Target Corp said it has reached an agreement with Visa Inc card issuers to settle the 2013 data breach that impacted several million people, according to people familiar with the matter.
Spokesperson Molly Snyder said in a statement that the Minneapolis based retailer is pleased with the agreement. While Snyder did not comment publicly on the payment but reports state that the deal is worth more than $67 million.
The massive 2013 data breach during the holiday shopping season compromised at least 40 million credit cards making it one of the biggest hacking cases ever that resulted in the theft of millions of debit and credit card numbers. In the days that followed, Target customers asked banks and other issuers of credit cards for replacements.
Last year, the credit-card companies, banks and consumers sued Target asking compensation for losses they incurred because of the breach. The consumer claims were bound up in a class-action suit that Target settled beginning this year for $10 million.
According to reports, Target is also working on a similar deal with MasterCard after a proposed $19 million settlement between Target and MasterCard Inc was rejected as not enough banks accepted the deal.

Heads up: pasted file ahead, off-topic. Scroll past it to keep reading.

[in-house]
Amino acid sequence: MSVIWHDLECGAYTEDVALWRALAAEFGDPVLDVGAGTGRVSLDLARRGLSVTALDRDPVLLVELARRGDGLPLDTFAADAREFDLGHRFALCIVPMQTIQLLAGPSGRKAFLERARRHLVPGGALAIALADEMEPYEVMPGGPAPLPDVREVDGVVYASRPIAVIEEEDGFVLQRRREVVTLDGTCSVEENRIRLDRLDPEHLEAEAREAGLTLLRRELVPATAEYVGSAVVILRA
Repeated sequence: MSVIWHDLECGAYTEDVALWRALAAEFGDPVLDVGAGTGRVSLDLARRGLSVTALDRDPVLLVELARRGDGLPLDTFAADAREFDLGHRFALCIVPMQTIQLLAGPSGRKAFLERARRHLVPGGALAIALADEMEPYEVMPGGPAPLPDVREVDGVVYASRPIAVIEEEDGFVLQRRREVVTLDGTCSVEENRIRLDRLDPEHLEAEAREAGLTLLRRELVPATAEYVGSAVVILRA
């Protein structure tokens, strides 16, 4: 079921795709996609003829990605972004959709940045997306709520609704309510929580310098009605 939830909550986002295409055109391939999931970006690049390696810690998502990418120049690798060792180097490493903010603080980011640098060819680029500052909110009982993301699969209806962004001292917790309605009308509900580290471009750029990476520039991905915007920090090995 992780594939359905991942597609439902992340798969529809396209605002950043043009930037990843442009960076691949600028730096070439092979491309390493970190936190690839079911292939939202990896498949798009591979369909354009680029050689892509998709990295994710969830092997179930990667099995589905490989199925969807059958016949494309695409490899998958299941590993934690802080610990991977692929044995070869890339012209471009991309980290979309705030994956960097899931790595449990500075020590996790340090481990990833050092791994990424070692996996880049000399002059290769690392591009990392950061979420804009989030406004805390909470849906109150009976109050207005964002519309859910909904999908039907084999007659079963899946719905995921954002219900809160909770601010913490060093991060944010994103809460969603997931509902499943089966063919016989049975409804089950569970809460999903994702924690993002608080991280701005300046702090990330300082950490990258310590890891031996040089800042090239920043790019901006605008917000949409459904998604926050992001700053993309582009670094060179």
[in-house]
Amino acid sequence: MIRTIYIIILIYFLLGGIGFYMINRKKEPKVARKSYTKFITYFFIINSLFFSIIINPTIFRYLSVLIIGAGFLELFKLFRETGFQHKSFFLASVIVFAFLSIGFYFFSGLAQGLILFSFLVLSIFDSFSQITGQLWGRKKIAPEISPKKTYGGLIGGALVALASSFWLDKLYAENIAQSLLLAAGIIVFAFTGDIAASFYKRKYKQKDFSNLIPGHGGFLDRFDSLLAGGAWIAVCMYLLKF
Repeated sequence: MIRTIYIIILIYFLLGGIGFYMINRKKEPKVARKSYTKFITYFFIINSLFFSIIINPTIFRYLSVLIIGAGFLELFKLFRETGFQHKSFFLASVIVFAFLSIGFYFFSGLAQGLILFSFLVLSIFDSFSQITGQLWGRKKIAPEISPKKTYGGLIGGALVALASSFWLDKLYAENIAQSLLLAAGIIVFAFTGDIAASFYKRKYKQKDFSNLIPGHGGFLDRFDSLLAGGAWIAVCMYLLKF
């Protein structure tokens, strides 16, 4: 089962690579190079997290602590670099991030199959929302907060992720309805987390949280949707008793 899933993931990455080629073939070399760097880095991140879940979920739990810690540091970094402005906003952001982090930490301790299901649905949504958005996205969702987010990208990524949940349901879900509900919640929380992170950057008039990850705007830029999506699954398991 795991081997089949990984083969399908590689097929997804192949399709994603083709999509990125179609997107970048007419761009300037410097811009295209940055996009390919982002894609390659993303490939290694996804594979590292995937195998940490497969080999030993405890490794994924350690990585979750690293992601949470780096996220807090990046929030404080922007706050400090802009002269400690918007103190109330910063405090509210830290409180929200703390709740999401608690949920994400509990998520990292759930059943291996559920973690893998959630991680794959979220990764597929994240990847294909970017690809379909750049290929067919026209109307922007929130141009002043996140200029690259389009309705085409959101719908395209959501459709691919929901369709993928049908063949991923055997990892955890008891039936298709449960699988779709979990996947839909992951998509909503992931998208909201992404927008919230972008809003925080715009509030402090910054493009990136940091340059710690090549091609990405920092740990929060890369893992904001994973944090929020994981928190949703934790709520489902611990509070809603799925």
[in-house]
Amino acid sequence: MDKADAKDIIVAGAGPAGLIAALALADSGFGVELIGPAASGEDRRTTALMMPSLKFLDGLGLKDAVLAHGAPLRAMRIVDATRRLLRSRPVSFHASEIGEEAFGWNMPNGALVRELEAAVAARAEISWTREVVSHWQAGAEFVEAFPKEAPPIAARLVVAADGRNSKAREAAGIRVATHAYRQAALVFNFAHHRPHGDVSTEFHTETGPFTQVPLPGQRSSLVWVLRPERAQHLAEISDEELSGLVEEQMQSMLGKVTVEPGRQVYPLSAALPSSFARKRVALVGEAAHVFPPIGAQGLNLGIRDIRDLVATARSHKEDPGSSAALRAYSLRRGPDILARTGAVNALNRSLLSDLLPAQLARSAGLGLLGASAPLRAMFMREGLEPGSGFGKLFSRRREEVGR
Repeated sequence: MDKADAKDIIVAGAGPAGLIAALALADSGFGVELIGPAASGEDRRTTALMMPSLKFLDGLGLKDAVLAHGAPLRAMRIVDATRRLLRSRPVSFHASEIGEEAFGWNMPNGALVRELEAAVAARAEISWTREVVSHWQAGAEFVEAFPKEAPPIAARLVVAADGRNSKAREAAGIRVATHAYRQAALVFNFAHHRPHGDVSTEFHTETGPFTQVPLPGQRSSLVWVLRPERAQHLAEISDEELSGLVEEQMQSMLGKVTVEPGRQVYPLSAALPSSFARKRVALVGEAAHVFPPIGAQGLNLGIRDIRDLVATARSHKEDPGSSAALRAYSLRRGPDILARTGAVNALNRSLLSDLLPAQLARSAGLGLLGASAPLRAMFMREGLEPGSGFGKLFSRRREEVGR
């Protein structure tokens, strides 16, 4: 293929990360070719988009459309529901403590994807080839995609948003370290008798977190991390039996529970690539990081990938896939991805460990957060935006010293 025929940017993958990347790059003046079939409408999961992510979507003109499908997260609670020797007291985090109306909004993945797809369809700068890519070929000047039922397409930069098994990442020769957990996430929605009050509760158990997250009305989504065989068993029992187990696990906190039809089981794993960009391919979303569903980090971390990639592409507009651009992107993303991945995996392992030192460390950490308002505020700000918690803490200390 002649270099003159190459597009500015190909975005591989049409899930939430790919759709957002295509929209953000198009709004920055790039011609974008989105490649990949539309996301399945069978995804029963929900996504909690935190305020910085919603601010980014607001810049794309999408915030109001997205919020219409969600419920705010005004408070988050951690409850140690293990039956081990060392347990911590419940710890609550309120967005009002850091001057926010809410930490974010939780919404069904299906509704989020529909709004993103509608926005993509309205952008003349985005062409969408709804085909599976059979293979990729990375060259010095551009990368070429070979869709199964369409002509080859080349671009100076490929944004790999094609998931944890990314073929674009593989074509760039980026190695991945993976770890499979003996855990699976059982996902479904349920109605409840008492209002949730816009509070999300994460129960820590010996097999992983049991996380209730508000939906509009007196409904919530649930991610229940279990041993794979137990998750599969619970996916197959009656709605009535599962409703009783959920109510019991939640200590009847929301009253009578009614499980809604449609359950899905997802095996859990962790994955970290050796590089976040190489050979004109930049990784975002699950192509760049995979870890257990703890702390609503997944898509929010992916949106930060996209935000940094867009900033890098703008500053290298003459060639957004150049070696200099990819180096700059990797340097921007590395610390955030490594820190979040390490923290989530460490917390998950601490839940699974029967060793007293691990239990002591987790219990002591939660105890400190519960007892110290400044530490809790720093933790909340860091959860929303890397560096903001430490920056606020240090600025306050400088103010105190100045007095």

A majority of card issuers, whose cards were compromised in the breach, have entered into direct settlements with Target and Visa, giving the two companies consent to make a larger deal, Target said Tuesday.
Charles Zimmerman of Zimmerman Reed said the deal was negotiated under a veil of secrecy just like the proposed MasterCard settlement without the participation of the court or the court-appointed legal representatives of financial institutions. The MasterCard deal needed the consent of banks that issued at least 90 percent of the MasterCard accounts.
In an email on Tuesday, Zimmerman said that the deal with Visa fails to fully compensate card issuers for the substantial losses incurred from the Target data breach.
Financial institutions have sued Target, saying they have spent enormous amounts to replace compromised cards and reinforce customer service operations because of the data breach.
On Tuesday, Target said the deal with Visa was mainly based on a condition that a subset of Visa card issuers entered into direct settlements with Target and Visa. Target had spent around $162 million in net expenses as a result of the breach as of Jan. 31.